• Halved City-State influence decay when the level of influence is above the resting point
  • Doubled City-State influence regain rate when the level of influence is below the resting point
  • These per-turn changes don't directly affect the tenets Gunboat Diplomacy or Treaty Organisation, but do stack with them
  • Can enter City-State territory without losing influence even without friendship
  • Units can heal in City-State territory as if the City-State is friendly, even when at war with it

Unique Unit 1: Hoplite (Replaces the Spearman)

A standard melee unit

Upgrades from
Upgrades to
Production cost
Purchase cost
Resource needed

Bronze Working
Ancient era
2nd column
(3rd column overall)

Civil Service
Medieval era
1st column
(6th column overall)

(Ancient Ruins upgrade only)

*Assumes a normal speed game.

Ranged Strength
Negative Attributes
Positive Attributes
2Movement Points
  • 50% bonus vs. mounted units

Positive one-off changes

  • 13 strength, up from 11 (+18%)

Unique Unit 2: Companion Cavalry (Replaces the Horseman)

A mounted melee unit
Upgrades from
Upgrades to
Production cost
Purchase cost
Resource needed

Horseback Riding
Classical era
1st column
(4th column overall)

Medieval era
2nd column
(7th column overall)


1 Horse
*Assumes a normal speed game.

Ranged Strength
Negative Attributes
Positive Attributes
14 Strength
5Movement Points
  • No defensive terrain bonuses
  • 33% penalty vs cities
  • Can move after attacking
  • 50% increased contribution to Great General generation (Great Generals I)

Positive one-off changes

  • 14 strength, up from 12 (+17%)
  • 5 moves, up from 4 (+25%)

Positive stay-on-upgrade changes

  • 50% increased contribution to Great General generation (Great Generals I)
At a glance (Part 2/2)
Victory Routes

Note these scores are a matter of personal opinion based on experiences with the Civilization. You may discover a way of utilising the Civ more effectively in unconventional ways.

Cultural: 5/10
Diplomatic: 9/10
Domination: 7/10
Scientific: 6/10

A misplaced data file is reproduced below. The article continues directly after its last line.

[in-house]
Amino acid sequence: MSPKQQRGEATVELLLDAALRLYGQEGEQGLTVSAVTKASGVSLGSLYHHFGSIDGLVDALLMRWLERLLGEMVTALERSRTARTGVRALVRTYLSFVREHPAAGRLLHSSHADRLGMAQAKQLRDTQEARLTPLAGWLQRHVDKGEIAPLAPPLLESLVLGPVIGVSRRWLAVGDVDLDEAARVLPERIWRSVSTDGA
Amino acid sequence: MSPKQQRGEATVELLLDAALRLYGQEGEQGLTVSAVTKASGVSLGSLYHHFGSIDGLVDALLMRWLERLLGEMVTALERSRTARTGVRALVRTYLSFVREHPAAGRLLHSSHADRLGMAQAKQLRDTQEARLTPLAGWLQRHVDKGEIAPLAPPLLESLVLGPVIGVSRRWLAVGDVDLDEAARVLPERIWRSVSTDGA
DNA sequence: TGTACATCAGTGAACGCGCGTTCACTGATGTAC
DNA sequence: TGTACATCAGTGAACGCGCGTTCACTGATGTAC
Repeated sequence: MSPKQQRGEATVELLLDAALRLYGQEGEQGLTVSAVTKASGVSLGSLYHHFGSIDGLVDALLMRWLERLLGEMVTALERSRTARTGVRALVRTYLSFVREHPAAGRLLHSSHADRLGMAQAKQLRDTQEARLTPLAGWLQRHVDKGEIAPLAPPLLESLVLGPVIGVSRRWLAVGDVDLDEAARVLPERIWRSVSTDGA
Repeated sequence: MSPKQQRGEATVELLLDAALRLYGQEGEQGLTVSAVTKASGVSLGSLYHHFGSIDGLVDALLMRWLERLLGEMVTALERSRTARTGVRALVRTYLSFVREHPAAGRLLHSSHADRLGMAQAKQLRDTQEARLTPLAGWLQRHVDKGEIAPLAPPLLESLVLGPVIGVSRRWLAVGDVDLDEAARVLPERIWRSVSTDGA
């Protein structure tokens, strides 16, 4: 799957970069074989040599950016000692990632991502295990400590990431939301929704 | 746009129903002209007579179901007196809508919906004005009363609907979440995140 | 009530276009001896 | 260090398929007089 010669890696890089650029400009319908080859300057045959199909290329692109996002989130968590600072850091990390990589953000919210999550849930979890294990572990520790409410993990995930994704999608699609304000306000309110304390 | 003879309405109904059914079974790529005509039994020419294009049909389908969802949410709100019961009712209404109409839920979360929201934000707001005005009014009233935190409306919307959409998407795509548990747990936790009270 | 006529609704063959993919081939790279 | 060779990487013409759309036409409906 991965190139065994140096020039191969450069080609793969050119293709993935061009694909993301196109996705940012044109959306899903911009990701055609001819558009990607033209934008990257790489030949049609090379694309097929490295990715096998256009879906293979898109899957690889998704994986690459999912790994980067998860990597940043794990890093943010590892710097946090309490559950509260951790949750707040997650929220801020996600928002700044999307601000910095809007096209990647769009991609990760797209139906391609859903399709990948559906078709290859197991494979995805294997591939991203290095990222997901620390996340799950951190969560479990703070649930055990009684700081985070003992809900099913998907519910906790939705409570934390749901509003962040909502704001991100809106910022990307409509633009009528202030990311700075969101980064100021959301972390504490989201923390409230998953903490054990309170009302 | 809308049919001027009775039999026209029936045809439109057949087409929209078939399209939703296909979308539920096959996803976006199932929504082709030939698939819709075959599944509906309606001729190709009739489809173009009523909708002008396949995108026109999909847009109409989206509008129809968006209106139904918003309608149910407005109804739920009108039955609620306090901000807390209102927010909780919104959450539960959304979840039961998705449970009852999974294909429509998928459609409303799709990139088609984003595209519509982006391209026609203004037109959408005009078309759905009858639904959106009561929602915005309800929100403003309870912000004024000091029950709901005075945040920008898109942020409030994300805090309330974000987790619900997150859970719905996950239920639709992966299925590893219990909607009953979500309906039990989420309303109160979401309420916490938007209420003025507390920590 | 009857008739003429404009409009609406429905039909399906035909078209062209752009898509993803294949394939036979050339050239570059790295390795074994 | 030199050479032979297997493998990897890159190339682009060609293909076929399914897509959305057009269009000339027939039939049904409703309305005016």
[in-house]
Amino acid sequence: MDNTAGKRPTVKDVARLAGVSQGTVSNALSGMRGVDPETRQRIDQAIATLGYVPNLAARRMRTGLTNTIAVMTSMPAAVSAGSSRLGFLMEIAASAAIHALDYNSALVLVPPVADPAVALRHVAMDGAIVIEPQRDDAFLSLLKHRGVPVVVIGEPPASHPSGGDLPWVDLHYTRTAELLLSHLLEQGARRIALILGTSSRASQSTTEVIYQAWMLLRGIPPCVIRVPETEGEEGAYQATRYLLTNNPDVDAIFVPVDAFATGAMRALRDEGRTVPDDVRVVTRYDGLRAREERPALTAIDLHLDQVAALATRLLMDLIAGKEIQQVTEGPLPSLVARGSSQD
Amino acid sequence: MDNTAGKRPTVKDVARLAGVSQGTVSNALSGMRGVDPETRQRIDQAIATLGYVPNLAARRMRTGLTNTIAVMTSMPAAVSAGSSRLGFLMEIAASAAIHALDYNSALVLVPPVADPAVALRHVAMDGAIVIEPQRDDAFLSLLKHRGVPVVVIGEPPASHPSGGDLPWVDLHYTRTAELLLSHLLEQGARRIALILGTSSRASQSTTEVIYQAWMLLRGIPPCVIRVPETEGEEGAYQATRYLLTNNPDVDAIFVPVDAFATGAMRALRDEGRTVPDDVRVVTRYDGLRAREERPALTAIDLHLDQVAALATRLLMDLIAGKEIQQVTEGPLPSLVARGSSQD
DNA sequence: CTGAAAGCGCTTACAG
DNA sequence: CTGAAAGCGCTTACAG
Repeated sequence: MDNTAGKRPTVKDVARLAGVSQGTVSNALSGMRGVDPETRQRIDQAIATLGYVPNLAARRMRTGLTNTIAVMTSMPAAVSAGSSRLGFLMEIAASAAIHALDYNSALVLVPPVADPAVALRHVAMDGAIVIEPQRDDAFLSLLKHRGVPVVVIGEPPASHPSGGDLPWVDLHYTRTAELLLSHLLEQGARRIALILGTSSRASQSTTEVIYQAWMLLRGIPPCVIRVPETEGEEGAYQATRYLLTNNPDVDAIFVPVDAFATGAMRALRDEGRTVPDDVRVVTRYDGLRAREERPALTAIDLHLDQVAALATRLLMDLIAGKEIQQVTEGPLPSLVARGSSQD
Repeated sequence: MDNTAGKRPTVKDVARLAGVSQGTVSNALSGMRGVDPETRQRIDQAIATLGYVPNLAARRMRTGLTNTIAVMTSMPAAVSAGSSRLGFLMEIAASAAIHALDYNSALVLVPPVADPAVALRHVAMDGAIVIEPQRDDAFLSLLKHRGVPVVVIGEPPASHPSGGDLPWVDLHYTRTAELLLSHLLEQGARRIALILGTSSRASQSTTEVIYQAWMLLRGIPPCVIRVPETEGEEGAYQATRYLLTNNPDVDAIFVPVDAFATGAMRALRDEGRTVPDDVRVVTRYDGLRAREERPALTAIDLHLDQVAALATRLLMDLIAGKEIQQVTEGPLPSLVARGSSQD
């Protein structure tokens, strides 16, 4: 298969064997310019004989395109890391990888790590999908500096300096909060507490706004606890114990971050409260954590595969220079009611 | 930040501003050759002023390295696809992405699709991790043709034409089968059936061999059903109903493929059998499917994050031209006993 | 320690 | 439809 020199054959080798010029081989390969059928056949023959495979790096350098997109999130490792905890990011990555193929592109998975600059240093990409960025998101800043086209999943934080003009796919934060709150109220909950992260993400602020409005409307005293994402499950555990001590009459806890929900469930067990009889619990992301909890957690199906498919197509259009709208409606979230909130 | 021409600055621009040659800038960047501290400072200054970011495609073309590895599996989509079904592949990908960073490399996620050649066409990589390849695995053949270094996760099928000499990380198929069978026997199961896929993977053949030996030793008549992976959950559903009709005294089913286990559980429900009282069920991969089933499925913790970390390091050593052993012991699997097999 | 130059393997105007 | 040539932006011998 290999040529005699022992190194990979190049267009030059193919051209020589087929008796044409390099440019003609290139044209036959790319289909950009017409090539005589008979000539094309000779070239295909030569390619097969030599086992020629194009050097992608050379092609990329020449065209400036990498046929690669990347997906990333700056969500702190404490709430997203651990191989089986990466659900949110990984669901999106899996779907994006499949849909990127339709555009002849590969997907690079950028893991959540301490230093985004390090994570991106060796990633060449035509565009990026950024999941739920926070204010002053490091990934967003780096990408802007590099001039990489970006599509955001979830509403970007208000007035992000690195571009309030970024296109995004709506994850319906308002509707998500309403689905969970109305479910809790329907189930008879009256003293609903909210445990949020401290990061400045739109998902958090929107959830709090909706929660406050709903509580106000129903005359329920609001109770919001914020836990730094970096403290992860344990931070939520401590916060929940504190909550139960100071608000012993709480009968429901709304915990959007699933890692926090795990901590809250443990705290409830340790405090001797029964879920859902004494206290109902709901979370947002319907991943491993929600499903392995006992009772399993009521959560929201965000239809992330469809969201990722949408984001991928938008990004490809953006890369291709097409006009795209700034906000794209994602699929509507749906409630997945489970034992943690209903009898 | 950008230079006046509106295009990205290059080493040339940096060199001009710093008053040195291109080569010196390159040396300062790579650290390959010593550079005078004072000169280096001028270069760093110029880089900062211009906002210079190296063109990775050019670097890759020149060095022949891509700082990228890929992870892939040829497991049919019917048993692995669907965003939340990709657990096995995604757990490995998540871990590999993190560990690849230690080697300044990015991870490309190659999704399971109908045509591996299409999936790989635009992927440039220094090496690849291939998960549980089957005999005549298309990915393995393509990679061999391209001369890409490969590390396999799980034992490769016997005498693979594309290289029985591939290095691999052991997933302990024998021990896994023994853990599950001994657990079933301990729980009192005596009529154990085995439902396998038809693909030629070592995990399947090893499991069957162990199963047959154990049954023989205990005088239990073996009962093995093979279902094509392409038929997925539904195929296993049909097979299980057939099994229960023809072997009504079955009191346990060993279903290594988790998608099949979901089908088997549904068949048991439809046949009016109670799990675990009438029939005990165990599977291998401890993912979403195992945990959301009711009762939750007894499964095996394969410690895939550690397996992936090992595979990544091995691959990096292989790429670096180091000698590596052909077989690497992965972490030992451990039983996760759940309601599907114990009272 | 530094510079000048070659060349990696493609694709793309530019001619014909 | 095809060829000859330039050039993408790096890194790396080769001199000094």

Greece's UA is very well-equipped for diplomatic victories. While the UUs could help you win a domination victory, very little carries over on upgrade hence making it only viable if you're quick. Unless you're rushing with Hoplites, you're going to need siege units to back you up.

Similar Civs and uniques


Greece's double-UU combo with a lack of keep-on-upgrade features is in common with Byzantium and Carthage. It's the latter of these that Greece plays most similarly to, as both Carthage and Greece have advantages at diplomatic victory in their respective UAs. Persia also has similarities to Greece with a Spearman UU and a good ability to hold City-State alliances.

Same start bias

Greece's lack of a start bias is shared with America, China, Ethiopia, France, Germany, the Maya, Persia, Rome and the Shoshone.

Similar to the UA

Greece's UA is rather unique in that it slows City-State influence decay, rather than making it easier to gain influence. The closest unique of any other Civ is perhaps the UA of Siam. While it doesn't help with influence decay at all, it adds an incentive to hold City-State friendships and alliances, so both Greece and Siam will often have lots of City-States on their side even long before a World Leader vote.

Similar to Hoplites

Other Spearman UUs include Persia's Immortals, the Celtic Pictish Warrior and, in a sense, the Hunnic Battering Ram (although in practice it's nothing like a regular Spearman.)

Immortals are the UU most alike Hoplites, being a Spearman replacement with a higher base strength. Hoplites have slightly more strength (13 instead of 12) but lack the faster healing rate of Immortals (unless they come into contact with the Fountain of Youth.) On the whole, Immortals are a better unit, but it's worth remembering the 13 strength of Hoplites is only one less than a Swordsman for a lower cost and no resource requirement.

Other melee units built around a simple strength increase and no, or few other features include Rome's Legion and France's Musketeer. In all such cases, their higher strength helps them to last even into the following era's warfare.

Similar to Companion Cavalry

Having both higher speed and strength is a feature the Companion Cavalry has in common with Poland's Winged Hussar and Germany's Panzers, but unlike those two, Companion Cavalry are more of a support unit than the backbone of your army (owing in part to the difficulty of raising large armies in the early-game, especially with the horse requirement.)

Instead, Carthage's African Forest Elephant makes a good comparison. While the Forest Elephant is significantly slower than Companion Cavalry, they have the same amount of strength, have bonuses to Great General gain, and crucially, fill the same support-based niche.